Friday, December 10, 2010

23. Mother Goose Returns! Two Books.

Pocketful of Posies: A Treasury of Nursery Rhymes, arranged and illustrated with needlework by Salley Mavor, Houghton Mifflin, $21.99, ages 4-8, 72 pages. With needle and thread, snippets of felt, and objects from the craft drawer, Mavor sews to life the enchanting world of nursery rhymes. Embroidered scenes illustrate 65 poems, from the familiar, "One, Two, Buckle My Shoe," to the lesser known "Rain on the Green Grass." Designed like intricate folktale art, every scene leads the eye around the page to find little treasures, a bean stalk twirling up from the grass around a roof awning or a wheel barrow that rolls on a button and is brimming with tiny felt pies. In many scenes, felt dolls with wooden bead heads are laid down and placed just-so, making pages look like something a child would arrange in casual play. (Readers may even be tempted to try to lift one off the page.) At times the scenes are almost painterly, as in a poem about a wise old owl who lived in an oak. An owl sits perched on a sprawling oak, its plumage sewn in Vs of tans, purples and blues. On every branch hangs a tiny acorn or two, as leaves in greens and blue appear to flutter in a breeze.

In my favorite scene, sewn for "Ring around the Roses," dolls hold hands around a green doily stitched with roses, their bodies poised as if frozen in dance. Mavor's details astound the eye: delicate stitches swirl around clothing or a couch to suggest intricate textiles. Others are knotted, coiled, chained or sewn in rows to suggest textures on rock, dirt or plants. She sews in details that suggest the literal as well as the imagined. In a poem about two sisters who disagree whether coffee or tea is better, the two stare sidelong at each other under leafy trees, which at the top morph into a cat and bird who are bickering too. No rhyme is modestly illustrated, making this as much a treasury of art as of rhymes.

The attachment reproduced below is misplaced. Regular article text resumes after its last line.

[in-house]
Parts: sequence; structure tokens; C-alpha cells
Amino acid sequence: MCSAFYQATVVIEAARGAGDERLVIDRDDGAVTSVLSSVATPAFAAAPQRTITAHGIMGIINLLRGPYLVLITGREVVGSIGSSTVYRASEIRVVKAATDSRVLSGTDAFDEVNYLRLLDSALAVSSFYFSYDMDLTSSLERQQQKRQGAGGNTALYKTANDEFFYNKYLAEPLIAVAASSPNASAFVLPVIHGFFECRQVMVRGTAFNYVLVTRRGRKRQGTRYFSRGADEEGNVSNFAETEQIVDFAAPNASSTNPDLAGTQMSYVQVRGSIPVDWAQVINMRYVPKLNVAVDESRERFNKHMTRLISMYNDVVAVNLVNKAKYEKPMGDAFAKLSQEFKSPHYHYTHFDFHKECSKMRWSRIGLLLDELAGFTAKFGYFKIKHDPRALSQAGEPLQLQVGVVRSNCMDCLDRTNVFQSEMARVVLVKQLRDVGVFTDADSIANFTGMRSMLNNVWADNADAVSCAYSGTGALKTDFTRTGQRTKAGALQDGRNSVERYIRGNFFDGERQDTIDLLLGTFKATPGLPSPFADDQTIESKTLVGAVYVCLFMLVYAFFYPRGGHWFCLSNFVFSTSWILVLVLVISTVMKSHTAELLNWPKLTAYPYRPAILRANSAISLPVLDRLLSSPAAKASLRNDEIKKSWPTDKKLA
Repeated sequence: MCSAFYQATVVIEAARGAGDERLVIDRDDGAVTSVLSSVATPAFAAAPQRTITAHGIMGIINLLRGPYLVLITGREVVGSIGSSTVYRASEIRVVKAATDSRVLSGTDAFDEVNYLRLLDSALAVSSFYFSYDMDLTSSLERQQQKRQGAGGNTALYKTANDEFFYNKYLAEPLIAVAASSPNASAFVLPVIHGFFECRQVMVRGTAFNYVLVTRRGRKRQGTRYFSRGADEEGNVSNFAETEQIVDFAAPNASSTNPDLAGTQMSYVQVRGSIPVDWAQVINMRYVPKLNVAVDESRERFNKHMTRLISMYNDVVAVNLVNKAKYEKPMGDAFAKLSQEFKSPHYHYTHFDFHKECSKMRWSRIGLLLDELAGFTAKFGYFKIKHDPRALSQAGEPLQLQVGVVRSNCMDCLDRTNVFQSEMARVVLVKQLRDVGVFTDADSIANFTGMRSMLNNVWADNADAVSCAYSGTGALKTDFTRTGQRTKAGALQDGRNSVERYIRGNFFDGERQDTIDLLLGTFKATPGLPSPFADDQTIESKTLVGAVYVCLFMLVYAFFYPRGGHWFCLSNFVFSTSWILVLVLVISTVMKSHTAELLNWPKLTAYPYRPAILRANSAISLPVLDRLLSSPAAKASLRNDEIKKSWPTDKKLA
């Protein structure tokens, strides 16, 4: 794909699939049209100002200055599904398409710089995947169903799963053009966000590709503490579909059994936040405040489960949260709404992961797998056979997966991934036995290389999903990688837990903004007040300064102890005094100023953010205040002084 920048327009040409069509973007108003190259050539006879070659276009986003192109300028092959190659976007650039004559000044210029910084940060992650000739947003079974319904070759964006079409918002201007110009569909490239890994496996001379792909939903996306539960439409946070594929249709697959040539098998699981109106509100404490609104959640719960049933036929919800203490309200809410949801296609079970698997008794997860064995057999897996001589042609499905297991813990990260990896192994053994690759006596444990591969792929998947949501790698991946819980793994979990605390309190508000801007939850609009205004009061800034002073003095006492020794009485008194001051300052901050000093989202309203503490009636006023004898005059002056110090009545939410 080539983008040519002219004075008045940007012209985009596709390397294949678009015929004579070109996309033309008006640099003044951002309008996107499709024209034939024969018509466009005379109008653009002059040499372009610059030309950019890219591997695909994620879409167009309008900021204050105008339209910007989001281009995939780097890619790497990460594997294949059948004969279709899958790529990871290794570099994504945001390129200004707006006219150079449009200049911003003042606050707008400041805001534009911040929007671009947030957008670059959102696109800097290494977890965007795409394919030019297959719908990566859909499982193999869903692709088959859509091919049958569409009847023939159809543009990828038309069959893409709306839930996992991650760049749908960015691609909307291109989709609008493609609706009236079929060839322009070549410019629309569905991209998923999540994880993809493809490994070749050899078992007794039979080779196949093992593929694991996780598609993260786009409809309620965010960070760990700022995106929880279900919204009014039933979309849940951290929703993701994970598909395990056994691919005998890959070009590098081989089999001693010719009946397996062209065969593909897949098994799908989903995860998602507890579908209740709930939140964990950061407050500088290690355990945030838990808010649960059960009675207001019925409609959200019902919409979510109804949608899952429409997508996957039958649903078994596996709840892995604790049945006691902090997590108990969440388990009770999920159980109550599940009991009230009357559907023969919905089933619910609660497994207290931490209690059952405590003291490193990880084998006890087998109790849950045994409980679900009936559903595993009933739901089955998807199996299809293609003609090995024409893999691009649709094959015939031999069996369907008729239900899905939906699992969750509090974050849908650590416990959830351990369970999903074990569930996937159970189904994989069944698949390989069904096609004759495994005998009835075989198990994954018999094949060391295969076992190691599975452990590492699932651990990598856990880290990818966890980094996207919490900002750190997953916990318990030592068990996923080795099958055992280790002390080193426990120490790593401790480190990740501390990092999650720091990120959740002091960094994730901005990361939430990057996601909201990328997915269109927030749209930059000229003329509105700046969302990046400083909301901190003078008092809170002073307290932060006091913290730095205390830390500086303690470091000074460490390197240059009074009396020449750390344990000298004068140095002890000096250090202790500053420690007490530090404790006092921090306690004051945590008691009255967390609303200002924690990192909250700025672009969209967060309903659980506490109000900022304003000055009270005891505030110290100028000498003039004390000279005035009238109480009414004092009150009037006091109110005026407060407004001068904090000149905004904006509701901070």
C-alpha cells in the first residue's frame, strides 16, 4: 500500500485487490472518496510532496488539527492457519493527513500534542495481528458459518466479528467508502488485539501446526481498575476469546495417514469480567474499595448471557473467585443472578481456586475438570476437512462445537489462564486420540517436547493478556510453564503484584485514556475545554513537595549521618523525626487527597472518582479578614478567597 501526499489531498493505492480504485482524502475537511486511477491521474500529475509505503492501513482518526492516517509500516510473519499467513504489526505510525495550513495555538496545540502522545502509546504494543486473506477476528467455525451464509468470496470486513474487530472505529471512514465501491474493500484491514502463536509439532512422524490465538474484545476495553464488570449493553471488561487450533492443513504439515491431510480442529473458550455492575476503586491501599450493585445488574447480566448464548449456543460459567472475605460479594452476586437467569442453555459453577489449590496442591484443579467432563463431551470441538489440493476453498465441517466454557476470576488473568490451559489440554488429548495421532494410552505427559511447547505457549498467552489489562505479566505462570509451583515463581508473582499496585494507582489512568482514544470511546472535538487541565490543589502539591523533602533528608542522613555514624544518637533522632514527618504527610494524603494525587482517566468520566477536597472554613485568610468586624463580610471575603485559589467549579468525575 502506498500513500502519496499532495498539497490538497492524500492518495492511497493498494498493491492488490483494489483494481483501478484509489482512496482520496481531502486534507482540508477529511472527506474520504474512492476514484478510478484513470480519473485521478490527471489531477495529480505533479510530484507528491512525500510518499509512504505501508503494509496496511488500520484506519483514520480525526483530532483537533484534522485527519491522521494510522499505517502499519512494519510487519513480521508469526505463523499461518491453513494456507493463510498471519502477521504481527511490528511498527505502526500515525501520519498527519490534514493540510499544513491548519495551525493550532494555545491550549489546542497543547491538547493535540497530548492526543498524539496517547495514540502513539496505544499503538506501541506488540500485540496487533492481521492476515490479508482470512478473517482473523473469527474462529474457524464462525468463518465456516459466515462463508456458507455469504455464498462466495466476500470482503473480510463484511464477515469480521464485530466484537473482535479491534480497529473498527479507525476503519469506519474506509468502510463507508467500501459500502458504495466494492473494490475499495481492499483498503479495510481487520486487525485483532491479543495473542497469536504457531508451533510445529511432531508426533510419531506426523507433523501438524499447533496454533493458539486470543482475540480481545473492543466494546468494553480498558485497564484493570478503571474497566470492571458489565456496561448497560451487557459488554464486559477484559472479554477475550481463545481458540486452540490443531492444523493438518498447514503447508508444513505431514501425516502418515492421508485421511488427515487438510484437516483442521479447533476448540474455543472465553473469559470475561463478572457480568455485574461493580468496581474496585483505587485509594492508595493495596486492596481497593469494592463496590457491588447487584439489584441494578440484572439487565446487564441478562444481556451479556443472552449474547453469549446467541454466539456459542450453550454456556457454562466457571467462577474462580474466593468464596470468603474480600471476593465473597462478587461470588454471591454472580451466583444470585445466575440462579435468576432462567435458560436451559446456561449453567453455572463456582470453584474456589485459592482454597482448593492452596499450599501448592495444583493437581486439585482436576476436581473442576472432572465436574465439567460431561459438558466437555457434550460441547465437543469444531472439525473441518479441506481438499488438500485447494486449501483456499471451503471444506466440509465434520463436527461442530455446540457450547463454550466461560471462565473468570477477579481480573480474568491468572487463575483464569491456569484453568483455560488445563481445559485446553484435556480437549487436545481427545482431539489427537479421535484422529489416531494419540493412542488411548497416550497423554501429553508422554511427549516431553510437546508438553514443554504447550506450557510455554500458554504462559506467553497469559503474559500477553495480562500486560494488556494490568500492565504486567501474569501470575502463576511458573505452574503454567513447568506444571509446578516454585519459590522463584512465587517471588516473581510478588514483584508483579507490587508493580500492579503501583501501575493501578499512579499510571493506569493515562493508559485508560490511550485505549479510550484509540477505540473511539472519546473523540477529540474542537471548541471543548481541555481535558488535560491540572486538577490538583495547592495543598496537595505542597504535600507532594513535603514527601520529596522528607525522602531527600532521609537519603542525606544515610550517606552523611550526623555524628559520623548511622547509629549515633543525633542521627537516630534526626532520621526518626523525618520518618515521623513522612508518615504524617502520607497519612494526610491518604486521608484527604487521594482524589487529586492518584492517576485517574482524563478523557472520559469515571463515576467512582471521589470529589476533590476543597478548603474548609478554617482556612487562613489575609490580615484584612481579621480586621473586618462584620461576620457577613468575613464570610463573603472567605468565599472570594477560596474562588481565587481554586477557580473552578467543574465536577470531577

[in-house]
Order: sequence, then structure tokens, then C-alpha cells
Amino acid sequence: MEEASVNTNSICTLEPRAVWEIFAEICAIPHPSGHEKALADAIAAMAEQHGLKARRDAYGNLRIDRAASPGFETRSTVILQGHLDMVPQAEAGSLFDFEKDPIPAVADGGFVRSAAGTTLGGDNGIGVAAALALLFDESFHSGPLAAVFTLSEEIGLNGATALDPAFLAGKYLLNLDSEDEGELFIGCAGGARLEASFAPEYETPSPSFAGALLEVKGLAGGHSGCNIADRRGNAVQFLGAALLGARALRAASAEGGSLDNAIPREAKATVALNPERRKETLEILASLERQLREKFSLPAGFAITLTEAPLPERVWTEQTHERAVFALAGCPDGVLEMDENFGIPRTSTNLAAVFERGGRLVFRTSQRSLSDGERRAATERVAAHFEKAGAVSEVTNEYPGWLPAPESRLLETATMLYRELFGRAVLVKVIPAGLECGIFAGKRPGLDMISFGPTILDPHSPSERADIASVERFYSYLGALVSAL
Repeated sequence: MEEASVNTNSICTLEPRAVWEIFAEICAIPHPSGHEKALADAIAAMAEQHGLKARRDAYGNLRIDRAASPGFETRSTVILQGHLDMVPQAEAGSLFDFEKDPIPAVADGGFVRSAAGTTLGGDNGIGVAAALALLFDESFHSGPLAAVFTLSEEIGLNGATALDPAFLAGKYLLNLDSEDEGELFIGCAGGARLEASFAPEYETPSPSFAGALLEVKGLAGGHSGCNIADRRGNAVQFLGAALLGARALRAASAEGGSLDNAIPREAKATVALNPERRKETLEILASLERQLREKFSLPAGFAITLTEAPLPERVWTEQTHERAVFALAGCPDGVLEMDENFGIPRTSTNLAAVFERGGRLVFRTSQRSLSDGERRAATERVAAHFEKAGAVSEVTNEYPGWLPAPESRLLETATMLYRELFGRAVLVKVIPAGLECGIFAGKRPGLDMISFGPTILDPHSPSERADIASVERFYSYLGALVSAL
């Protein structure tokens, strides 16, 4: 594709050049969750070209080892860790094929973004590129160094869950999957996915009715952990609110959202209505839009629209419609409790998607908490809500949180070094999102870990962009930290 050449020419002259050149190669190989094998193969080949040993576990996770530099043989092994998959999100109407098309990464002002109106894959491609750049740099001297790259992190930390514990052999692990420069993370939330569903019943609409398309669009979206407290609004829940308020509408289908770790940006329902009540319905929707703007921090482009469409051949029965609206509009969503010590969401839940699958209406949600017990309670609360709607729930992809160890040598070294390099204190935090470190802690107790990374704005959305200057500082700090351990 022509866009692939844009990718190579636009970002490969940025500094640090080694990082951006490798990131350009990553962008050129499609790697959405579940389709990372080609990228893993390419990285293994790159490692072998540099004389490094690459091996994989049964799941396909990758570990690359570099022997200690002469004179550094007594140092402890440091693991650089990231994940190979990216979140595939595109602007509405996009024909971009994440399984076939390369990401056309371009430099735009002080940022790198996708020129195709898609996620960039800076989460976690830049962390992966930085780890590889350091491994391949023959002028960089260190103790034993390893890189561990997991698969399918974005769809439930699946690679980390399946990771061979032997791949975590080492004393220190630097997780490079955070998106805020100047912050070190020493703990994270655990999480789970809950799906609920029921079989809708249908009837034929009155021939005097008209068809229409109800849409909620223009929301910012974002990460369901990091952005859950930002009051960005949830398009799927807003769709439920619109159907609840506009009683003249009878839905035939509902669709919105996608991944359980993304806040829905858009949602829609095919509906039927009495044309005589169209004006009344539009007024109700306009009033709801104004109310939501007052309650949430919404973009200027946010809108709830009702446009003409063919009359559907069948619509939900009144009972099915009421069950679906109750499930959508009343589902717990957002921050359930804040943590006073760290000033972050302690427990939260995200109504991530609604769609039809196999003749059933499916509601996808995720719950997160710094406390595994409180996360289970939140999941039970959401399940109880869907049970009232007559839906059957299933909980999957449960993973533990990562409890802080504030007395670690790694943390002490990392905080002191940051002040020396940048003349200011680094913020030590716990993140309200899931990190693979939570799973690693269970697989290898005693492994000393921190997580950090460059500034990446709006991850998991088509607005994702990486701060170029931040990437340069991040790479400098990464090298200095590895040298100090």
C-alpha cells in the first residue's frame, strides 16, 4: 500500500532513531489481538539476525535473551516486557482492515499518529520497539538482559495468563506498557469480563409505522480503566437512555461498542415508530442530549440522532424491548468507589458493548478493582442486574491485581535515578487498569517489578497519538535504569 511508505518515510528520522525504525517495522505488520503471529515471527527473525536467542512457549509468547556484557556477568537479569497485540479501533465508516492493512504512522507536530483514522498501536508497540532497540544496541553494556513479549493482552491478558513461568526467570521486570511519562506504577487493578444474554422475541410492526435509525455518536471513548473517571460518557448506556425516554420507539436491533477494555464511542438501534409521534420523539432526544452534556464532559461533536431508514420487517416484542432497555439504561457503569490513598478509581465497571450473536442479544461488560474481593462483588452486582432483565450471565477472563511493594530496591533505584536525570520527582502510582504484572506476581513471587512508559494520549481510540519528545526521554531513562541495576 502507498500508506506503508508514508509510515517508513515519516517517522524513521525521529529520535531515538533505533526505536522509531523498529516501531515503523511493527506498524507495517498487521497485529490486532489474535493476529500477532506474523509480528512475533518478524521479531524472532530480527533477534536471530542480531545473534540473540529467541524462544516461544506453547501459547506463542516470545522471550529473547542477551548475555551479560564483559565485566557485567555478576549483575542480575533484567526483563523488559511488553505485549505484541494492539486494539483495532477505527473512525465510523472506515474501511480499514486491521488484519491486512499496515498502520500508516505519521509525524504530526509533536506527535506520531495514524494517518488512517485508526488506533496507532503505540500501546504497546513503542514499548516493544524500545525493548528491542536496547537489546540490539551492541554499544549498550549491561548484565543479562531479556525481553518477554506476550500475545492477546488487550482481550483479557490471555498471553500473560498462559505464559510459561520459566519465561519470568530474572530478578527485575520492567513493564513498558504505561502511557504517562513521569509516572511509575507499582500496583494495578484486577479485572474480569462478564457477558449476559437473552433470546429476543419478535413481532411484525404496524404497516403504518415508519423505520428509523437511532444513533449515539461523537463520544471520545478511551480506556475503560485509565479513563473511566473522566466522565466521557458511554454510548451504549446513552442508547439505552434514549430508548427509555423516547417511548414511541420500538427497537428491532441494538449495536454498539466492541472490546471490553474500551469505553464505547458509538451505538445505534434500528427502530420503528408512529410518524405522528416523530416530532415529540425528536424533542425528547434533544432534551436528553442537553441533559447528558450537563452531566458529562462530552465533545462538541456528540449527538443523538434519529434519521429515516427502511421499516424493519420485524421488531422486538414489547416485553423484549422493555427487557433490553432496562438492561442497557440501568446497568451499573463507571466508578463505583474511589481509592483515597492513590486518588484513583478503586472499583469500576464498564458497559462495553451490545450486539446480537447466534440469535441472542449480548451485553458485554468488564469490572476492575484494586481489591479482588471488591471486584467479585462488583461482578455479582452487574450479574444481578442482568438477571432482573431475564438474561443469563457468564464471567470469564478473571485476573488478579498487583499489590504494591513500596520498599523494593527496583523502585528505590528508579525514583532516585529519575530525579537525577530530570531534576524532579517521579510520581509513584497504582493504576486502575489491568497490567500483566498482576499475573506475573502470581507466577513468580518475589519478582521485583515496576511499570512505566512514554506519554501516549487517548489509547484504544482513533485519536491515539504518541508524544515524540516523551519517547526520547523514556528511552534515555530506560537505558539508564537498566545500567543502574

Humpty Dumpty and Friends: Nursery Rhymes for the Young at Heart, selected and illustrated by Oleg Lipchenko, Tundra Books, $17.95, ages 3-6, 24 pages. Four and Twenty tailors parade around a snail shell, carrying pincushions on their backs, spools in their hands and sewing needles like batons in this brilliantly crafted redo of 20 Mother Goose rhymes.  Lipchenko, who illustrated last year's quirky Alice's Adventures in Wonderland, fills the pages with so many imaginative details, from birds holding spectacles to a drummer boy wearing a colander hat, that you find yourself lingering long after the rhyme is read. Every rhyme is told in its traditional verse, but is illustrated in new and fantastical ways -- the giant Robin the Bobbin who ate all the good people of his town is shown plopped on his bottom in the town's courtyard, holding a plate filled with a butcher, church and cow, as he plucks another cow off the ground to eat. In some illustrations, characters from different rhymes are brought together into one whimsical scene. One of my favorites mixes "What Little Boys Are Made Of?" with "Fishes Swim." In this picture, you see a girl and a boy standing on a platform, as two scientists measure them and eyeball them up close. Circling around them are boys and girls holding hands, along with a walking fish, long-legged bird and snake. Overhead a snail flies with wings, as another snail is pulled out of a fish bowl by an angel boy. It is the little details that make you laugh the most. In one of his most wry and subtle sets of illustrations, Lipchenko plays out the argument between Tweedle-dum and Tweedle-dee. On one page, you watch the two attempt to outplay each other in music, one on a violin and the other on a cello. Then on the opposite page, you observe a wicked trick being played. Though the poem ends with the two forgetting that they were mad at each other, by the looks of the picture, the opposite is true. As Tweedle-dum and Tweedle-dee pass through a garden gate, one of them spies something on the ground and reaches down to see what it is. Of course, readers recognize it as a grenade, and the other Tweedle does too. With a devilish grin, he looks out at the reader with a finger to his lips, so that we don't blurt out what the object really is. Does this silly traitor not realize how close he is to it too? Lipchenko plays with the verse so imaginatively you shake your head in delight, thinking how clever he's been.

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